ECT ‘benefits majority’ despite Hollywood portrayals

Mental Health Commission report finds treatment is effective, says chief executive

 Mental Health Commission chairman John Saunders (left), chief executive John Farrelly (right) and  Minister of State for Mental Health Jim Daly at the launch of the commission’s plan for 2019-2022. Photograph: Sasko Lazarov/Photocall Ireland

Mental Health Commission chairman John Saunders (left), chief executive John Farrelly (right) and Minister of State for Mental Health Jim Daly at the launch of the commission’s plan for 2019-2022. Photograph: Sasko Lazarov/Photocall Ireland

 

Despite the “Hollywood version” of electroconvulsive therapy, the often controversial treatment has been found to benefit the vast majority of patients, the head of Ireland’s Mental Health Commission has said.

The 10th annual report detailing the use of the technique has found that over the past 10 years, while the number of people who have received the treatment has decreased, its overall use has gone up.

Electroconvulsive therapy, or ECT, passes an electric current through the brain via electrodes applied to the scalp to induce generalised seizure activity. The patient is under general anaesthetic.

It is a treatment for specific types of major mental illnesses such as depression, mania and schizophrenia and is conducted in mental health treatment centres.

A report by the commission published on Friday shows that between 2017 and 2018, the number of recipients increased by 10 per cent to 283, but had decreased from 396 in 2008. However, there were 2,936 individual treatments in 2018, up from 2,725 in 2008.

“Studies have shown that the Hollywood version of ECT, as shown in many films since the late 1940s, has left the impression that the treatment is negative, cruel and brutal, with no therapeutic benefit,” said commission chief executive John Farrelly, who argues such portrayals are in no way similar to modern practice.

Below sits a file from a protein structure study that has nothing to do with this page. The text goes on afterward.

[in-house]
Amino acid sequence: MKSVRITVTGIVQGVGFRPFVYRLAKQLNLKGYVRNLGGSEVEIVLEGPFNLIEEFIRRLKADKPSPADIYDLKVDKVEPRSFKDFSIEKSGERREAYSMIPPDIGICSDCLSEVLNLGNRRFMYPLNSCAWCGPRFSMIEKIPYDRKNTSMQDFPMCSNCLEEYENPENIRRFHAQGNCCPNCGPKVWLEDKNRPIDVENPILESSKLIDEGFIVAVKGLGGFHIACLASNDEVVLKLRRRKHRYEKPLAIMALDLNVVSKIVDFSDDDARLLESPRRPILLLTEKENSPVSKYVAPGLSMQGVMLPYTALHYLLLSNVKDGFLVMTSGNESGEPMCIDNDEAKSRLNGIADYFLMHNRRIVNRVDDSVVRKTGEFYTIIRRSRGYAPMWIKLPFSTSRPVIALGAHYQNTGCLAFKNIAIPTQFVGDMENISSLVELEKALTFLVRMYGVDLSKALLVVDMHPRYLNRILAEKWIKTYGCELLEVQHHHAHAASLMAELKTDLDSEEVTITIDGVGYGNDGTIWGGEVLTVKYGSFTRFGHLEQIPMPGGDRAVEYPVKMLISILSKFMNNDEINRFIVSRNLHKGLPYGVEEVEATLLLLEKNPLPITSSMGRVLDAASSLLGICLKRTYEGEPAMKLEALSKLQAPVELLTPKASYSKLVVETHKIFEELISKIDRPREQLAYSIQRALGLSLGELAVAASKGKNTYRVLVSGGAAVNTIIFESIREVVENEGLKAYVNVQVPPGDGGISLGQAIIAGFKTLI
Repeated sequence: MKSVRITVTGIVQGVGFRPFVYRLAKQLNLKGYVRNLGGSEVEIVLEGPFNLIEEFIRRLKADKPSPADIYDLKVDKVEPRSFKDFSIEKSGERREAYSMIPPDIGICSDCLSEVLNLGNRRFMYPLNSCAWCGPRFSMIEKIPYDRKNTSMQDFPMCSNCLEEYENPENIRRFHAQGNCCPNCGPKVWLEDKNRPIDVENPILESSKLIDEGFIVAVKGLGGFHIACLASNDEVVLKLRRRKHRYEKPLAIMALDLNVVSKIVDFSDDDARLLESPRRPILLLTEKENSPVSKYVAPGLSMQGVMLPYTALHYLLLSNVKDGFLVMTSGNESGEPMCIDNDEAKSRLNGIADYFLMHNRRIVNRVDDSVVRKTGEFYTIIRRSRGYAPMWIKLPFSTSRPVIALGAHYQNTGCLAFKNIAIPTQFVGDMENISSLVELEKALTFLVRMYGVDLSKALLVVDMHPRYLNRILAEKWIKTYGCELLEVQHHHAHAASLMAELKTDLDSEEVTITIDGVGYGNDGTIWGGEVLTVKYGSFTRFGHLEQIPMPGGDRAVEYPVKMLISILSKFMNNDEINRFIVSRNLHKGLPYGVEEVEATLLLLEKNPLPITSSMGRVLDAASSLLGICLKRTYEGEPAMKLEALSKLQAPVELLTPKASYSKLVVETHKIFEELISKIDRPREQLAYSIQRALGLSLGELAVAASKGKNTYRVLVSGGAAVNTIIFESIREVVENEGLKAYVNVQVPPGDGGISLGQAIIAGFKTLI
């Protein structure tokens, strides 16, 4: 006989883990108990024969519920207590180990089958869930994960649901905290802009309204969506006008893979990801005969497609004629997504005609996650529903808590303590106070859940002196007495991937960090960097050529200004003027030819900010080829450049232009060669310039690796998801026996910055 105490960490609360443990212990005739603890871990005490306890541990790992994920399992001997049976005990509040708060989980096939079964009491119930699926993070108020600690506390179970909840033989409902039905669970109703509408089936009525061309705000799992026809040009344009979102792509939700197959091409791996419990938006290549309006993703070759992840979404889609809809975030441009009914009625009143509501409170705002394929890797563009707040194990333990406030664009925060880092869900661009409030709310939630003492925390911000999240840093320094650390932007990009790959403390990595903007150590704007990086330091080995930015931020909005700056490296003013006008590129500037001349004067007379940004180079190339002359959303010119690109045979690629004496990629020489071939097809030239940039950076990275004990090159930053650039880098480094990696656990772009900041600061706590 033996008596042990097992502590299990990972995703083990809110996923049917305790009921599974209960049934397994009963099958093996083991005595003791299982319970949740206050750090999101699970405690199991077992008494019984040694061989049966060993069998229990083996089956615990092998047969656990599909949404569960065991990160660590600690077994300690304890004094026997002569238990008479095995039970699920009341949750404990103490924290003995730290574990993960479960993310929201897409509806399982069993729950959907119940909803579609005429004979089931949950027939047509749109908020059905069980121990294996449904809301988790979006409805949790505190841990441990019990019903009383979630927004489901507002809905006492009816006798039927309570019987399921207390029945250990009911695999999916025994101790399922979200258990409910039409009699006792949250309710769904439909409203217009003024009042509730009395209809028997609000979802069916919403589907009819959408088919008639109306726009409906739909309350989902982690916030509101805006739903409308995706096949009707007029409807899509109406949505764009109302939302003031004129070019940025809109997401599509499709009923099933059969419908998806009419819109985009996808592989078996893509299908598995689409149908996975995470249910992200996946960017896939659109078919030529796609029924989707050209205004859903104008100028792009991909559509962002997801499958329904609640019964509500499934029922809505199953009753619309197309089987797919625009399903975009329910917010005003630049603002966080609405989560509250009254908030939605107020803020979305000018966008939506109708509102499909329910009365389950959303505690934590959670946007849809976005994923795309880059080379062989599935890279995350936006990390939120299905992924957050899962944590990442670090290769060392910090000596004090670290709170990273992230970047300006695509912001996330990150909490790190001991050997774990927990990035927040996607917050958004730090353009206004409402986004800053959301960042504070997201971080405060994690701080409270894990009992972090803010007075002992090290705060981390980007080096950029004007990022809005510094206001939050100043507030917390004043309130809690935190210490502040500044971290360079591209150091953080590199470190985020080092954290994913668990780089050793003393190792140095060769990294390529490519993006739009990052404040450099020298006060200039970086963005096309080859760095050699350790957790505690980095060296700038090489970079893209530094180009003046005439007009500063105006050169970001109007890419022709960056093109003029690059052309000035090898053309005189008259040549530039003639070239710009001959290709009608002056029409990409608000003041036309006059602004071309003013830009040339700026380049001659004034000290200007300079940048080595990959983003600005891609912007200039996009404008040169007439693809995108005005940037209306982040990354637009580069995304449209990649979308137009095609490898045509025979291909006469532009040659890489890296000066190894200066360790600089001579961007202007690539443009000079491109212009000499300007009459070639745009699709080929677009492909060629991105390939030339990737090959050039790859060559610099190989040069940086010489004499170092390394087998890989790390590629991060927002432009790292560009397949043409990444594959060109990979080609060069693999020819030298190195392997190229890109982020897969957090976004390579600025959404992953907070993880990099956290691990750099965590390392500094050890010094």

“The evidence in this report shows that ECT does work for the vast majority of people to whom it is administered, and it has helped many Irish people recover from mental illness.”

Mr Farrelly said in the vast majority of cases ECT is a last resort for those suffering mental illness who have been unresponsive to medication.

Average age

In 2018, the average age of patients was 59, but some were as young as 20 and as old as 91. The majority are diagnosed with depression.

About two-thirds of patients reported suffering from depressive disorders (63 per cent) and cited resistance to medication (67 per cent).

“Significant improvement” and “complete recovery” have consistently been the two most common outcomes since 2008, according to the commission. In 2018, 81 per cent of people receiving the treatment indicated improvement as a reason for ending the therapy.

The report also notes that in 2018, 516 individual treatments (18 per cent of the total) were administered without consent, involving 53 patients. Under the Mental Health (Amendment) Act 2015, ECT can only be administered with the written consent of the patient or, if unable, the approval of two consultant psychiatrists.

Twice as many women as men received the therapy. The higher number of women being administered ECT may be related to the relatively higher rate of diagnosed depressive disorders in women than men in Ireland, the report notes.